I realize it might seem ridiculous to devote a blog post to “paying attention” as counseling skill….
After all, shouldn’t it be obvious? Can you imagine a therapist falling asleep or becoming distracted during a session, nothing would be more painful, angering, or infuriating. Keep in mind, one of the many purposes of this blog is to create a resource of information that can aid in my ongoing professional growth.
Learning to become mindful in my interactions with clients has been crucial for me thus far. During weekly sessions with my supervisor, I’ve become aware of two things:
#1. I use more counseling skills than I am aware of.
#2. There is definitely room for growth.
What is Attending Behavior?
For this blog post, I dug up my very first course textbook for this graduate program. It reviews essential counseling skills and describes attending behavior as an essential component in conversation:
“Attention & Consciousness are the foundations on which create an understanding of the world. Together they form the ground upon which we build a sense of who we are. [Attention and consciousness enable us to] define ourselves in relation to the myriad off physical and social worlds we inhabit. They are also the basic foundations that give rise to ‘the mind'”. (Ivey, et al, 2010, p. 62)
Kranz & Sanders (2006) add that in the counseling field…”all that we do is determined by our attentiveness” (p. 107). “Well-developed skills assist…in two ways. First, they help…demonstrate that [we] care and are involved. Second, they enable counselors to observe unspoken messages and respond more appropriately to immediate client needs.” (Ivey, et al, 2010, p. 62). Effective communication achieves the following goals: “communicates interests; sets a climate of respect, motivates self-expression in others; assists concentration; establishes a base for constructive exchanges; prepares on to access information accurately” (Kranz & Sanders, 2006, p. 107).
The Basics of Paying Attention.
What follows below, is information from an array of resources that describe the essential skills involved in basic attentive behavior. (Again, I realize it may seem obvious, however starting with the basics at this point is the most effective cure to my feelings of incompetence).
Key Aspects of Attentive Behavior – (Kranz & Sanders, 2006).
Basic attentive behavior involves both verbal and nonverbal communication. It stays on topic, focus on the client, while maintaining eye contact, and an attentive posture, with silences when appropriate. (www.uccs.umn.edu, n.d.). Kranz & Sanders, (2006) discuss three elements of attending behavior:
Contextual Attending: involves preparing the setting in which the interaction is supposed to occur and preparing in advance with arrangements necessary for positive interaction, (Kranz & Sanders, 2006). To the issue of contextual attending, I would like to add that this should include any necessary preparatory work prior to first meeting. This can include, understanding the client’s reason for seeking therapy, and any relevant background information. The sociocultural background and specific concerns determine how one can best prepare in advance.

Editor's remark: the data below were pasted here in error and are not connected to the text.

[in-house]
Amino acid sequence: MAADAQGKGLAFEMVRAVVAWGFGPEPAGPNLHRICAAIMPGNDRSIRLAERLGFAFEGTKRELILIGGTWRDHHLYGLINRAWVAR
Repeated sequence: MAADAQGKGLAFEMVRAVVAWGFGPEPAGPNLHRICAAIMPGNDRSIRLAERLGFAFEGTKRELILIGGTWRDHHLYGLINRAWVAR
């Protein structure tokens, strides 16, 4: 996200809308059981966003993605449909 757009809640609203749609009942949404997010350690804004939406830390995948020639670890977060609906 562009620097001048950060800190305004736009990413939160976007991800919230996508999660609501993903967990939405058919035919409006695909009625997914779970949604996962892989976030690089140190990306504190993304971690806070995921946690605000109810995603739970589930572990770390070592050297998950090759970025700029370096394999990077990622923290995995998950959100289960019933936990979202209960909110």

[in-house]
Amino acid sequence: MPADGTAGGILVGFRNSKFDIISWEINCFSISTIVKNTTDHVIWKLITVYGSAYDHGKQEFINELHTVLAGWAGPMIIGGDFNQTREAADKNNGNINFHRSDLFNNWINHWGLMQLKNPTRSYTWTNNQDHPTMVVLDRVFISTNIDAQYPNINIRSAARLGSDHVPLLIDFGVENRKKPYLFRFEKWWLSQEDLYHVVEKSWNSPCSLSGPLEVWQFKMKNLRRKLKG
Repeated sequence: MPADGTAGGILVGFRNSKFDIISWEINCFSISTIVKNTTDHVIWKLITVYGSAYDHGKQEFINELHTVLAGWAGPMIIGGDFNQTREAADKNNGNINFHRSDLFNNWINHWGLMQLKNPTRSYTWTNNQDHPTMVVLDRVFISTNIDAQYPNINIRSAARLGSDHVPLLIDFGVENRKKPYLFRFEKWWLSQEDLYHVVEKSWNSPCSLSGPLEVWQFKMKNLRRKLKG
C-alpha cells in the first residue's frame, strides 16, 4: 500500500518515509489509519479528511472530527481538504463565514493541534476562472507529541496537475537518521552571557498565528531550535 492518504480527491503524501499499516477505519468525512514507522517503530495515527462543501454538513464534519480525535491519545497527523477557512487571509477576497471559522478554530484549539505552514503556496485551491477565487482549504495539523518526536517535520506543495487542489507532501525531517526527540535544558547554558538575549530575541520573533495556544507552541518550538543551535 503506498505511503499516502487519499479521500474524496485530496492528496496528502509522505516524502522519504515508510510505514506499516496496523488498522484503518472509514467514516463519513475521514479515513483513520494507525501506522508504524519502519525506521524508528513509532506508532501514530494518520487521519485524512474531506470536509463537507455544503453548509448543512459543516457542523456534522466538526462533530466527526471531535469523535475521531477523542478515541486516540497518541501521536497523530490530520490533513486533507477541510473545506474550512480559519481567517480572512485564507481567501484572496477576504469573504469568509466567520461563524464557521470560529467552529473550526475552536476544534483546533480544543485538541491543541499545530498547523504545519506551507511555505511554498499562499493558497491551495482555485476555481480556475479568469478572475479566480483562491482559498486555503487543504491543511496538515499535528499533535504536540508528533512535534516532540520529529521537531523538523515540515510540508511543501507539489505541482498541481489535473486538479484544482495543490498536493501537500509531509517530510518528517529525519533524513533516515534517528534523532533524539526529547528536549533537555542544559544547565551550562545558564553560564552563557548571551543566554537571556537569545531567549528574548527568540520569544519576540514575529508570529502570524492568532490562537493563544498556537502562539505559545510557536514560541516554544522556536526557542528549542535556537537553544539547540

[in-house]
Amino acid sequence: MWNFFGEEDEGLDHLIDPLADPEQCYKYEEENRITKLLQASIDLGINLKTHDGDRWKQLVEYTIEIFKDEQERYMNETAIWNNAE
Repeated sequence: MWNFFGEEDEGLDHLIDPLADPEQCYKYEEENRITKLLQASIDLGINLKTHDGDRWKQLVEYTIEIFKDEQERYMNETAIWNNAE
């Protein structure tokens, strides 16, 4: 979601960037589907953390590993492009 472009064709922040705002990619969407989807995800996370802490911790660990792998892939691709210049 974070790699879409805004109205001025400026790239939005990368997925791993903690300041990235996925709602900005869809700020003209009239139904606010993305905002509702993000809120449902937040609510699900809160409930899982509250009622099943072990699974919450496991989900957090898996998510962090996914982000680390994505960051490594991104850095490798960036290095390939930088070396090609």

Postural Attending: (Kranz & Sanders, 2006) define postural attending as an awareness of how you communicate an interest in the client. Do you have any distracting behaviors? What about your eyes contact and nonverbal messages?
Psychological Attending: “psychological attending occurs when a sense of ‘one-ness’ is experienced between those involved….[it] can be observed by noting the congruity of ‘presence’ between counselor and client.” (Kranz & Sanders, 2006, p. 123).
“The 3 V’s + B of Listening” (Ivey, et al 2010).
“The first interviewing skill of the microskills hierarchy is attending behavior which consists of four dimensions and is critical to all other helping skills” (Ivey, et al, 2010, p. 65) and includes the following:
Eye contact (visual)
Speech (Vocal quality)
Listening (Verbal tracking)
Nonattention & Silence
Two final comments regarding the issue of attending behavior are worth noting. Firstly, there are times when it is useful or appropriate to not attend to specific things a client says. For example, a client recently discussed that she didn’t feel she was progressing very far in recovery. However, it was clear that she was being hard on herself, and simply not aware of the how far she had come. In such an instance, Ivey, et al, (2010) note that, “non attending may be useful. Through failure to maintain eye contact, subtle shifts in body posture, vocal tone and deliberate jumps to more positive topics” it can be possible to switch the interview to another lien of discussion. My course textbook concludes by noting briefly the utility of silence and its relevance in the coursing process. “Counseling and interviewing are talking professions. But sometimes the most useful thing you can do as a helper is to support your client silently.” (Ivey, et al, 2010, p. 76).
ADDENDUM: Improving my capacity to pay attention
In another textbook I found the following comment: “Counselors must be able to hear, and perhaps tolerate vicariously experiencing distressing emotions that may occur during counseling.” (Prout & Wadkins, 2014, p. 136). There are skills all counselors must develop:
AFFECT TOLERANCE: “to respond empathetically to client’s experience of distress without overly identifying with it or avoiding it” (Prout & Watkins, 2014, p 136).
MINDFULNESS: “paying attention in a particular way: on purpose, in the present moment, and nonjudgmental.” (Prout & Watkins, p. 136).